Niles High School therapy dog retires

Published 11:44 am Monday, June 13, 2022

NILES — It was the start of a new era Monday morning at Niles High School.

After five years supporting the students at Niles High School, the building’s certified therapy dog, Derby, has retired. The 13-year-old Chesapeake Bay Retriever served as a friendly face for the students, teachers and staff at Niles High School.

Carrie Rinehart, Derby’s owner and high school guidance counselor, said Derby will be missed by all.

“It’s been amazing,” she said. “The staff loves her. The kids love her. There are some kids that come in specifically asking for her. She has kids who feel like she’s their dog, and then there’s other kids that come in and don’t even realize she’s here, necessarily, but who are very upset, and so before they get ready to talk and share, we will be like ‘do you want to just sit here with Derbs’ and they end up sharing without even realizing it because she’s just a calming and she’s non-judgmental.”

Friday, June 10 was Derby’s last day roaming the halls of Niles High School. According to Rinehart, the day was met with much fanfare. Students and staff greeted her in the halls and the Niles High School Marching Band gave her a sendoff performance.

“We’ve had a couple retirements the last few years and the band will come out and play the fight song for the retirees,” Rinehart said. “Our band director was like ‘we need to do that for Derby’ and so they did.”

Rinehart said that Derby’s tenure with the high school began roughly five years ago when Molly Brawley, the high school principal at the time, approached her about having a therapy dog in the building. 

According to the Alliance of Therapy Dogs, The most important characteristic of a therapy dog is its temperament. A certified therapy dog must be friendly, patient, confident, gentle, and at ease in all situations. Therapy dogs must enjoy human contact and be content to be petted, cuddled, and handled, sometimes clumsily, by unfamiliar people and to enjoy that contact.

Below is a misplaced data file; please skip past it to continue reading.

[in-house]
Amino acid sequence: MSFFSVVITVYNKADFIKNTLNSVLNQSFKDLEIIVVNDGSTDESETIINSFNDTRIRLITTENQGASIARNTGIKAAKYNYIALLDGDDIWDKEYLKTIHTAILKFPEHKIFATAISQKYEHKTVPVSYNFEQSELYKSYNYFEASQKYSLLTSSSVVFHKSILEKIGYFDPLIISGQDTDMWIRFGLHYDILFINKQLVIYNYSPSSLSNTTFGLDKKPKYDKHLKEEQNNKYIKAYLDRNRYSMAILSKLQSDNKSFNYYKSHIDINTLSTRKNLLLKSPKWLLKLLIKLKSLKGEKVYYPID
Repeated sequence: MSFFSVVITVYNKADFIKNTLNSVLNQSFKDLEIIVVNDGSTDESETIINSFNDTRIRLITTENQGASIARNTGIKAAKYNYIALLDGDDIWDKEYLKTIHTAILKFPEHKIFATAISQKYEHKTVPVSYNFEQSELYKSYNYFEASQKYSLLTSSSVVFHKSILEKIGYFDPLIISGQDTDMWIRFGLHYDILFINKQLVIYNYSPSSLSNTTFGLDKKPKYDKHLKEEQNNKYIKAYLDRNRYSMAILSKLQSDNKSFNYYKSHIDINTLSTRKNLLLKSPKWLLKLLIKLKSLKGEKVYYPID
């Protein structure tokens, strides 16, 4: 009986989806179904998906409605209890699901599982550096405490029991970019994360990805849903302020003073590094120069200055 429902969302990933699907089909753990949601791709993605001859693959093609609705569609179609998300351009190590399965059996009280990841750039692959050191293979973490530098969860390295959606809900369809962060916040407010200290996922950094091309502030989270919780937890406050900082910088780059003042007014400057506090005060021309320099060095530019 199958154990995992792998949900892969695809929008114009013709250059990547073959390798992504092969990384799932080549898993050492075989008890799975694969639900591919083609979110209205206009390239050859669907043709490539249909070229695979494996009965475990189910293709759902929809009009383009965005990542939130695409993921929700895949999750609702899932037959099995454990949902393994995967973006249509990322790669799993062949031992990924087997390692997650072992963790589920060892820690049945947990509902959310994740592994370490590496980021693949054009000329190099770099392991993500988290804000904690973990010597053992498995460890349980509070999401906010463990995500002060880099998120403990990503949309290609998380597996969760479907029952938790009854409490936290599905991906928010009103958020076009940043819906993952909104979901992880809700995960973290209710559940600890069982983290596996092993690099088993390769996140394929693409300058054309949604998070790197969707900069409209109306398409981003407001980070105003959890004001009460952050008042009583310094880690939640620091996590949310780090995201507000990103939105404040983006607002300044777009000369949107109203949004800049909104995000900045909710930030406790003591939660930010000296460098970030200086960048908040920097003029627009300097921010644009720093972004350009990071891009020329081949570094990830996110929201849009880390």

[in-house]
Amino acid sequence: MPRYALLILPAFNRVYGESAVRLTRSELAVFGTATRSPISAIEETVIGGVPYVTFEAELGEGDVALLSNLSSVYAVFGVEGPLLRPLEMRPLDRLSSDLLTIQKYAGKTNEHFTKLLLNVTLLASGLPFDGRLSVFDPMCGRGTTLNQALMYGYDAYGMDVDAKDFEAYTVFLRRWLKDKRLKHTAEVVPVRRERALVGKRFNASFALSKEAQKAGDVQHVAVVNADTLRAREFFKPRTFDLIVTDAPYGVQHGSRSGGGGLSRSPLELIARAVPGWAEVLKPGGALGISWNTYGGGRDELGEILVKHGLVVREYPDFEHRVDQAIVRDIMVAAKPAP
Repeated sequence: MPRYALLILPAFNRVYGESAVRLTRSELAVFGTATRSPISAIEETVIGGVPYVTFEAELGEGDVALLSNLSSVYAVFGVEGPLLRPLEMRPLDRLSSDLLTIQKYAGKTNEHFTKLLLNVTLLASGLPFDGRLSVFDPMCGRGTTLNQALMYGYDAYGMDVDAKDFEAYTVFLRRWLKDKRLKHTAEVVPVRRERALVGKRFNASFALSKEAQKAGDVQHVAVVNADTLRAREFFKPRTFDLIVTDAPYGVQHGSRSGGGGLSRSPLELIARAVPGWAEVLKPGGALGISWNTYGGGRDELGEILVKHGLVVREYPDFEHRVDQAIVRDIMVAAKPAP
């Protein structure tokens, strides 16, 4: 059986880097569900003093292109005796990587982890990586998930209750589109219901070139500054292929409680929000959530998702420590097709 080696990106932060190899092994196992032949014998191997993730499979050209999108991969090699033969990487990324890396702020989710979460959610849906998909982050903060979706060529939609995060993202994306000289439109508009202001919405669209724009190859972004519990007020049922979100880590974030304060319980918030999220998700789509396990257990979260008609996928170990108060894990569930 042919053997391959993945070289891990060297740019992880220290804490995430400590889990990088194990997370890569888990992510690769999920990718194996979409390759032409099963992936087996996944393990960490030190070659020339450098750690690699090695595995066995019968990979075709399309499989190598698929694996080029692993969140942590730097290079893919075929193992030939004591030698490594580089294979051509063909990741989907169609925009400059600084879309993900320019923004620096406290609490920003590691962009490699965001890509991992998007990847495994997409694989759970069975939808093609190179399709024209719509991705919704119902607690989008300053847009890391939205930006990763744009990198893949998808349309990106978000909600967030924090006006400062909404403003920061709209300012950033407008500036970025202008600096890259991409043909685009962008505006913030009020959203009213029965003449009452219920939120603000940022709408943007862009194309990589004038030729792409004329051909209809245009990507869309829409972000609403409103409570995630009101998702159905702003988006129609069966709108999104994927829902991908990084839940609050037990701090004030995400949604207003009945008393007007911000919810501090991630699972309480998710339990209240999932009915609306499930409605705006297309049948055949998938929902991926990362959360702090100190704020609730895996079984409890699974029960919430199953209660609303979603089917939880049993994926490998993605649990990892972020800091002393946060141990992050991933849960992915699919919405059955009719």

“She showed me an article that was about therapy dogs in schools,” Rinehart said. “It was mostly about elementary kids and the fact that if you have a certified therapy dog, you take them in. It helps reading levels and the article went through all the physiological positive things that happen when anybody touches or pets the dog. She always wanted to have a dog in a building and I doubted it was ever gonna happen.”

Around the same time, Rinehart welcomed Derby into her home. It was not long before she felt that Derby would make a great addition to the school as a therapy dog.

“It was really just about her demeanor,” she said. “Very quickly, as I got to know her, I realized that she would probably fit very well into this program.”

After completing her certification, Derby began therapy work in February 2017. Rinehart said originally, Derby would come with her to school every day but since turning 13 in January, she only attended school Tuesdays and Thursdays.

“She started really slowing down,” she said. “(On Thursday) I just announced she was retiring. Now she can stay home and just nap as much as she wants.”

It did not take long for Derby to become a beloved member of the NHS family.

“Everybody knows that she’s here,” she said. “She sits out there, you just have to step over her sometimes. Our secretary,Angie, just took her out to go to the bathroom. It’s a team effort and it’s very special. It will be hard because we’re very used to it.”

While Rinehart will still see Derby every day at home, not having her partner in crime at the high school with her will take some getting used to.

“I’m the one going home with her but by the end of the band performance, (I was in tears) because I will miss her being here,” she said. “I love how she loves our kids, I love how she loves our staff. I love that they give her all the love in the world. Literally, if dogs lived on love, that dog would never die. She’s very special.”